This blog tracks the rise of the Accountant for the Facebook Generation: those accountants that have swapped their timesheets for Twitter - why they are doing it and how they are successful.
Beware of the Big Bad Wolf
As for the three little pigs, security is a big issue for accounting firms.
Question: How do you know you’re not being phished or hacked? Who else is reading the e-mails you send?
Answer: We just don’t know.
Unless your firm is big enough to have a dedicated IT team, there are probably holes. Even so, firms with IT teams tend to solve the security issue by banning everything – ban Facebook, ban instant messaging, ban web apps, ban Google – and I’m not convinced that this is the answer either.
Regardless of firm size, how do you monitor the Facebook Chat conversation that your employee has with a client at 10 o’clock at night? Maybe it doesn’t matter. Maybe it does: what happens when the client makes a formal complaint in 6 months time about the written advice that your employee has given them? You’ve got nothing to show on your files and your employee has no recollection.
What is the answer then?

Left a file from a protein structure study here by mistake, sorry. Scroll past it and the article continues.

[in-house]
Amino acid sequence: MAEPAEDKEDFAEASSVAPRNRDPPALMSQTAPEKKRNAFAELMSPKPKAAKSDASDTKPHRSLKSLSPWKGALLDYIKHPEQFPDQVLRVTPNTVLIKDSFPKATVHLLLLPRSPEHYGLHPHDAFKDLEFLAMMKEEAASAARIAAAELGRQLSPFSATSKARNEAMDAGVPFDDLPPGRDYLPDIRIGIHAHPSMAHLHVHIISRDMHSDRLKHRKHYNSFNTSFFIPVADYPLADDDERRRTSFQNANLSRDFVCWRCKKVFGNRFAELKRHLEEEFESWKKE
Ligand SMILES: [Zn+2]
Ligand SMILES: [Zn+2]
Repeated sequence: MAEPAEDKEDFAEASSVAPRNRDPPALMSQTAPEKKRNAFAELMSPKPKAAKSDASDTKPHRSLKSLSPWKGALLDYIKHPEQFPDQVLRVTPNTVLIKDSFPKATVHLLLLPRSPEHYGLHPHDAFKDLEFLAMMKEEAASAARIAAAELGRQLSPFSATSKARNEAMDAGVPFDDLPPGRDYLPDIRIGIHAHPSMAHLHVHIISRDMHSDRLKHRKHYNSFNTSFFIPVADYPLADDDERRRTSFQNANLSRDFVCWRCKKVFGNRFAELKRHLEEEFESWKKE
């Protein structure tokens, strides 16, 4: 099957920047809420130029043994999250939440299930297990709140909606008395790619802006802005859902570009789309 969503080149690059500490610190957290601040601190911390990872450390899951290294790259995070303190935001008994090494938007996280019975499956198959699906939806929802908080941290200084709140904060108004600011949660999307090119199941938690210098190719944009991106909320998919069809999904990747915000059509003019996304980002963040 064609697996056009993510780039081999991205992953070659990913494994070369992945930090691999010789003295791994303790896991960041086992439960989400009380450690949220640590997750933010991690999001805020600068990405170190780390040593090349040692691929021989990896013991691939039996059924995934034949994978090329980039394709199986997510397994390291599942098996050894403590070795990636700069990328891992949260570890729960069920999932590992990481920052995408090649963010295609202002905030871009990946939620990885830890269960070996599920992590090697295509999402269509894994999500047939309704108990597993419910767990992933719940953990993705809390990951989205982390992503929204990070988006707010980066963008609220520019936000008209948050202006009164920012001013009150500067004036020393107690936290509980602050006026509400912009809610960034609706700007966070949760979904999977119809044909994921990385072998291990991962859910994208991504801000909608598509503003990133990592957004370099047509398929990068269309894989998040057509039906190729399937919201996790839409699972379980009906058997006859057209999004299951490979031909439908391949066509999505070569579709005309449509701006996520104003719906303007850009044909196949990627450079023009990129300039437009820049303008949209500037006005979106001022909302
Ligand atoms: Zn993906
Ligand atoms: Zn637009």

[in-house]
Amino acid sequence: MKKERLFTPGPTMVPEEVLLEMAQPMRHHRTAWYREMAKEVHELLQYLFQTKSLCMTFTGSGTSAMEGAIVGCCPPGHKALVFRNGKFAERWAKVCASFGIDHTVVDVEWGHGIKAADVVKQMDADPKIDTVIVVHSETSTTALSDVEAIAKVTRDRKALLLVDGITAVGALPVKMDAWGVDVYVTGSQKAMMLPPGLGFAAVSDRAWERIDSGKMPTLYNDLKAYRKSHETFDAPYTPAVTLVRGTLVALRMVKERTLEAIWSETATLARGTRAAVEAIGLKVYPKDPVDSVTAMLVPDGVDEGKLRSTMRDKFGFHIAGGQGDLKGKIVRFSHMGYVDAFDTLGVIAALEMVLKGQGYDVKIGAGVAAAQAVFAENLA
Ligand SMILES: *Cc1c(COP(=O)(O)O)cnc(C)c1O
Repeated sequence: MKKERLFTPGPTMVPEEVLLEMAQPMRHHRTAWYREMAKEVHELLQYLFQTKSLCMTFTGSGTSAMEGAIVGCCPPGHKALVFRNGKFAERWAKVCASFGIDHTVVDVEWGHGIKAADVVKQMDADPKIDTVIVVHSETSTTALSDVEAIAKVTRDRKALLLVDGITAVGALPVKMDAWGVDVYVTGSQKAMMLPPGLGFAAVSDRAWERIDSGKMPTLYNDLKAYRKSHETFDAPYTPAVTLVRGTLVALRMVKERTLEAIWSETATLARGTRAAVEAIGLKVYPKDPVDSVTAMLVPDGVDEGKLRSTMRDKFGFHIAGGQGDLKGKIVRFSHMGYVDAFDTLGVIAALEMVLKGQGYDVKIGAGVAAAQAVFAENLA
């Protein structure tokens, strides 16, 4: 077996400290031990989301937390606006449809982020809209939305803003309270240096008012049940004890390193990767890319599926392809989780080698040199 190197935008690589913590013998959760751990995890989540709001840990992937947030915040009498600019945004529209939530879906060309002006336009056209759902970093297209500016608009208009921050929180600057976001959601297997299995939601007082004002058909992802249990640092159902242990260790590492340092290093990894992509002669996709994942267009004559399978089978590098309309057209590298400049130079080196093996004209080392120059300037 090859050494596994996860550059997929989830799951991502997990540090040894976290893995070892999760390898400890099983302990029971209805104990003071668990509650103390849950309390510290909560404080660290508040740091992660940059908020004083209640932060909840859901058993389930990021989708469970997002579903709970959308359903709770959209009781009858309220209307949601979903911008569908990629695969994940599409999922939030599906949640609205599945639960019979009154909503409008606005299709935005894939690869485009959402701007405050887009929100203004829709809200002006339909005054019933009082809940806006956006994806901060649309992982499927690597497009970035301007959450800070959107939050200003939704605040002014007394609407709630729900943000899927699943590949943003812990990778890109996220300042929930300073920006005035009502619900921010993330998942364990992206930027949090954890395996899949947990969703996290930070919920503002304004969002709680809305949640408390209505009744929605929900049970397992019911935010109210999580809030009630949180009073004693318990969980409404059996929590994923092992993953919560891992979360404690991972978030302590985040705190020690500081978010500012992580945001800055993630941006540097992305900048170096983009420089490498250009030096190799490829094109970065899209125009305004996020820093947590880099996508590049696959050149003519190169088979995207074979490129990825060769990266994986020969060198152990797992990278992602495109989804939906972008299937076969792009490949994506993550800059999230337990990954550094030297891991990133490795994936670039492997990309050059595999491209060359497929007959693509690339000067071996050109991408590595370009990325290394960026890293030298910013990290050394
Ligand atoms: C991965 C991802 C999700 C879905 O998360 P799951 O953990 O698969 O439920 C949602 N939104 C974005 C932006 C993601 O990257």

The accounting industry seems to be unavoidably pushed towards new ways of storing data and communicating with clients. The answer seems to be to take control – and I don’t mean just banning everything!
Sharing information with clients via secure areas such as Dropbox or portals seems to be an obvious starting point. Law in the US already prevents sensitive information being sent via e-mail, you would imagine UK or EU legislators won’t be too far behind.
Secondly, if clients enjoy interacting with you and your team via Instant Messaging, why don’t you chat on your own platform. Companies like Cleartext who are used to working with professional services companies and are able to provide you with your own secure platform for online collaboration in a reasonably cost-effective manner.
When I asked Cleartext's MD David Banes what he saw coming for the small business community, his view was that "being a small business is no excuse for taking a lax stance toward security, whether for on premise software or cloud-based services. You have to ask do you have a strategy that will sufficiently address every platform used in our organisation, including email, social media, instant messaging, Web browsing, desktop computers, laptops, tablets, employees’ personally-owned devices, etc.?"
If you’re reading this thinking, I don’t understand this techno-babble, you're not alone, but we need to, this is coming and is the way the Facebook Generation expects to interact.
If you’re reading this thinking that we never had these problems when everything was done by post and fax, I don’t imagine sending backups about on CDs or memory sticks is the answer either!
Let me know how you’re keeping the big bad wolf from your door, I’m really keen to hear how anyone else is addressing this issue.